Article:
Canada is an awesome place to travel in a car; ours was a five person 2004 Kia Sedona minivan which we found on Facebook and in excellent condition. It cost us $800 Canadian. Our group was initially a six-person crew: myself, my wife, our child, and three more friends. We arrived in Vancouver, and the seller was in Chilliwack, a 100km journey that we made via public transport. Ben sold us this green van and invited us to a barbecue in his house with family and friends. We stayed that night.
This vehicle became home for four months. We visited the whole Okanagan Valley in summer, enjoying the Osoyoos beach, the beautiful big lake in Kelowna, the rivers in Keremeos, as well as the calm lakes in Summerland and Vernon. Many times we used iOverlander, an app that shows the available places to camp and we found very accessible places such as RV campgrounds or underground places that we accessed crossing the smallest roads. This gave us many wonderful experiences, such as sleeping on the top of a mountain, waking up with a pink landscape surrounded by lakes and mountains.
How we crossed the country is another story. Our friends decided to stay in Keremeos while my wife, Gina, our child, Luka, and I wanted to go to Montreal. Autumn started and we had no plans there, no place to stay or a job. But we felt it, knowing that it would be a huge long-distance trip. We weren’t new to long drives. Gina drove for the first seven days (as I didn’t know how, but would learn later in the trip), going a bit north to Revelstoke, a nice sporty town in the Rocky Mountains of Alberta. Every night we camped somewhere we found on the app, preparing our meals thrice per day, buying necessary stuff in the markets, using Google Maps to find the cheapest petrol stations to refuel–we found Alberta the most affordable–and using those convenience store toilets. We brought some 20 kilograms of apples, three bottles of water and two thermoses of coffee. Also lots of books, toys, and notebooks for Luka.
Passing Alberta, from Saskatchewan and Manitoba to Ontario, the landscape was totally flat and straightforward, nothing more than massive fields on both sides. We talked and thought a lot. It was an awesome time to chat about things we usually don’t. Crossing to Quebec was like entering a new country. The whole culture changed and I had to remember the–until that point–“useless” French that I had learned, though it was still difficult to understand.
“How is Montreal?” An older Spanish guy in the street asked us the first day. “Enjoy this city, but carefully; it’s a lights city but also full of darkness.” I’ll leave this episode for the future.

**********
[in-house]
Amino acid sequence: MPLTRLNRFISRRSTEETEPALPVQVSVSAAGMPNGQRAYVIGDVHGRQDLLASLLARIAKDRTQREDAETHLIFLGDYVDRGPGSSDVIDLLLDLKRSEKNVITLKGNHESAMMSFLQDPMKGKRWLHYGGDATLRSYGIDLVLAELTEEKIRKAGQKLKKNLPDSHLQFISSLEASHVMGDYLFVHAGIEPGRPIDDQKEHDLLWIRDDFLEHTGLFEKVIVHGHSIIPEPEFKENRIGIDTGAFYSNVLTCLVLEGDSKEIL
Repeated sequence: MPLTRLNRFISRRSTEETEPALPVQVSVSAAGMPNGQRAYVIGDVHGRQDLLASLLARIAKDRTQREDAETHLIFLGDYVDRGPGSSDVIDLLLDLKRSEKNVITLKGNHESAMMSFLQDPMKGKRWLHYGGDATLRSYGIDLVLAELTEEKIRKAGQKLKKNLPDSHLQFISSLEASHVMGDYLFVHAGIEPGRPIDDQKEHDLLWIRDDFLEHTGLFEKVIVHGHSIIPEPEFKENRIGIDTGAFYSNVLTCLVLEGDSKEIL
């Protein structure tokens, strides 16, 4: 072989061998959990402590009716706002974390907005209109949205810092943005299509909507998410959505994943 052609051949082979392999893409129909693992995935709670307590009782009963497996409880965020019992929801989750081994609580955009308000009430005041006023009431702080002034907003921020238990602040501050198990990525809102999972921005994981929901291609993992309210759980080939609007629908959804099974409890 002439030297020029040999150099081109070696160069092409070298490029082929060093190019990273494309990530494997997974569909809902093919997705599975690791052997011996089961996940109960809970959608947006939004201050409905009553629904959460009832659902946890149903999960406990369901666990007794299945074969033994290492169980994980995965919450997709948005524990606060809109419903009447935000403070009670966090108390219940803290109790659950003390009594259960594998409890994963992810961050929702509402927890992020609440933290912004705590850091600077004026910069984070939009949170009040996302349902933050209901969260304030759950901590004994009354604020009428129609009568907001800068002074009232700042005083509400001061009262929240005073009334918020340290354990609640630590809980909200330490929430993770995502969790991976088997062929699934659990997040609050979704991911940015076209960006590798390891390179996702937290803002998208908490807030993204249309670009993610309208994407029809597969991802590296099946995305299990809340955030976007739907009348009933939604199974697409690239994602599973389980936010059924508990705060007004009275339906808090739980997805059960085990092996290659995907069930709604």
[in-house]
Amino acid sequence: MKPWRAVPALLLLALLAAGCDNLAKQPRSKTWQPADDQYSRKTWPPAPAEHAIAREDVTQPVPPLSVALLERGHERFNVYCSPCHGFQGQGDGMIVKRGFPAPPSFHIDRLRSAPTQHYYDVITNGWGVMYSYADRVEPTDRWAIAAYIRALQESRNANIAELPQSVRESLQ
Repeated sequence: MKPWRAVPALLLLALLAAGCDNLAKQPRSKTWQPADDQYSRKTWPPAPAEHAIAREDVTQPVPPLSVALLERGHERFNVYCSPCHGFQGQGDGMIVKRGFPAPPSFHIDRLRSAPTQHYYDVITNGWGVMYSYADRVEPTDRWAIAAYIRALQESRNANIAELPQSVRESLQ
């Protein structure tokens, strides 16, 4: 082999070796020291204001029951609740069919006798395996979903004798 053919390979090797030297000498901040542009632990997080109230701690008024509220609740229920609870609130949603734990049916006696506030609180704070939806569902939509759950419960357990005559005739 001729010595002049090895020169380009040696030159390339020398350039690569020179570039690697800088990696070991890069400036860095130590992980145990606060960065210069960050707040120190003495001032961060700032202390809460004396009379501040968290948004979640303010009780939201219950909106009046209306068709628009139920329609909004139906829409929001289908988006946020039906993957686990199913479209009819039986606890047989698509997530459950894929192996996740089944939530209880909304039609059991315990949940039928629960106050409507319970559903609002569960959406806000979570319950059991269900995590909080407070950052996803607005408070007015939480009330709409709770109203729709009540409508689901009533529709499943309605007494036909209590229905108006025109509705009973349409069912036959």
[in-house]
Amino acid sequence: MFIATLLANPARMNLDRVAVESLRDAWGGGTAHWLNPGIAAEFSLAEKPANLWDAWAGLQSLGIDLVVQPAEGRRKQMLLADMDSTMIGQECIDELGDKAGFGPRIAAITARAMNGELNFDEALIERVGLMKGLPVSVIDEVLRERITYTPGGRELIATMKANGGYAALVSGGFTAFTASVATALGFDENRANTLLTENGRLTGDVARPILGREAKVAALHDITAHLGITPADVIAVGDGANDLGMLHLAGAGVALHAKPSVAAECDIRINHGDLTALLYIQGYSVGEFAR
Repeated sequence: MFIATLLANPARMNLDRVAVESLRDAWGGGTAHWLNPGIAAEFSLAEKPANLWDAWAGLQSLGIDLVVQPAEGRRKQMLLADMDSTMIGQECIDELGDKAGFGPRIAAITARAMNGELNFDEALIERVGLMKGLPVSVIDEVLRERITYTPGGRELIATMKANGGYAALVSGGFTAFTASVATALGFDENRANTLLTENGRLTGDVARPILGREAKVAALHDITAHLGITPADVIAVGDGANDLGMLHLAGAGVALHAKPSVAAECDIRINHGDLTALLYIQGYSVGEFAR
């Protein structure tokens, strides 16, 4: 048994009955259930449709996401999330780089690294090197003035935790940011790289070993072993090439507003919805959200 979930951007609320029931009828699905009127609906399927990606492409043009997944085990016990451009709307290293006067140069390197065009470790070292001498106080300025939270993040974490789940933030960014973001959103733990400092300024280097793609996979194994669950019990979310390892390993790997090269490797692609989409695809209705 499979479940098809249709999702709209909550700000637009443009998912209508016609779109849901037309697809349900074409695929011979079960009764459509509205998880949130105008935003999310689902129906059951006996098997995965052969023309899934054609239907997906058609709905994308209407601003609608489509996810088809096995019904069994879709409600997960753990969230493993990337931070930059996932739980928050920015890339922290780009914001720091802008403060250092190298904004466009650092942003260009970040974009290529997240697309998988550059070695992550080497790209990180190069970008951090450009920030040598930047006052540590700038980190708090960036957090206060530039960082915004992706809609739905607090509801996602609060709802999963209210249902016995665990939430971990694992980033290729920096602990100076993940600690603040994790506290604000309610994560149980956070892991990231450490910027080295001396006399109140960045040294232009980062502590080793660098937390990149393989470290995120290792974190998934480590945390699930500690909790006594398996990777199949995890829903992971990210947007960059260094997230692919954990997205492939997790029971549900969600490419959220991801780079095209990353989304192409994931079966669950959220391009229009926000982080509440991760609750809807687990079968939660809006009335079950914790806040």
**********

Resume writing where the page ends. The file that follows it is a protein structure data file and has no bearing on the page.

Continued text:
After a month in Montreal, we headed up to Kelowna to reunite with our friends and celebrate Luka’s birthday with them. Gina taught me how to drive and I learned fast, but I was nervous the whole time. The beginning of the trip was great, enjoying the autumn’s end, full of snow and with more deer, caribou, and bears around. On the fifth morning of this stage of our journey, we left Medicine Hat, aiming to reach our destination that night. I was driving and after a couple of hours I passed a slow-moving trailer. Just after passing it, the van just stalled and I got edgy; this trailer was behind us and the breaks, throttle, lights, starting motor… everything was dead. I was able to guide us to a safe rolling stop on the side of the road. Three times I was able to flag down help, but none were able to figure out what was wrong with our van, though each time the people who stopped were incredibly kind.
We finally had to just call a tow truck to get us to the nearest town, Taber. $400 for the service, money just gone. The mechanic asked us how we knew about his place. We told him one of the helpers on the highway had recommended him, and he told us to come back at 5pm. When we returned, he said, “It’s dead, and a new motor costs $3000.” We were stuck. We asked him if we could camp there, but he had no insurance for that so kindly took us to the only hotel in town. There we celebrated Luka’s birthday with friends that coincidently passed through Taber that night, bringing cake and presents to him.
The next day the mechanics helped us to resolve our quandary, as we hadn’t enough money to repair the van. The grandpa of the shop told us, “Don’t worry, you’ll never be alone.” They rented a car for us that we left in Kelowna. He said, “I’m aware that you can’t pay me right now and you don’t owe me nothing, just if in the future you can help someone else, do that.”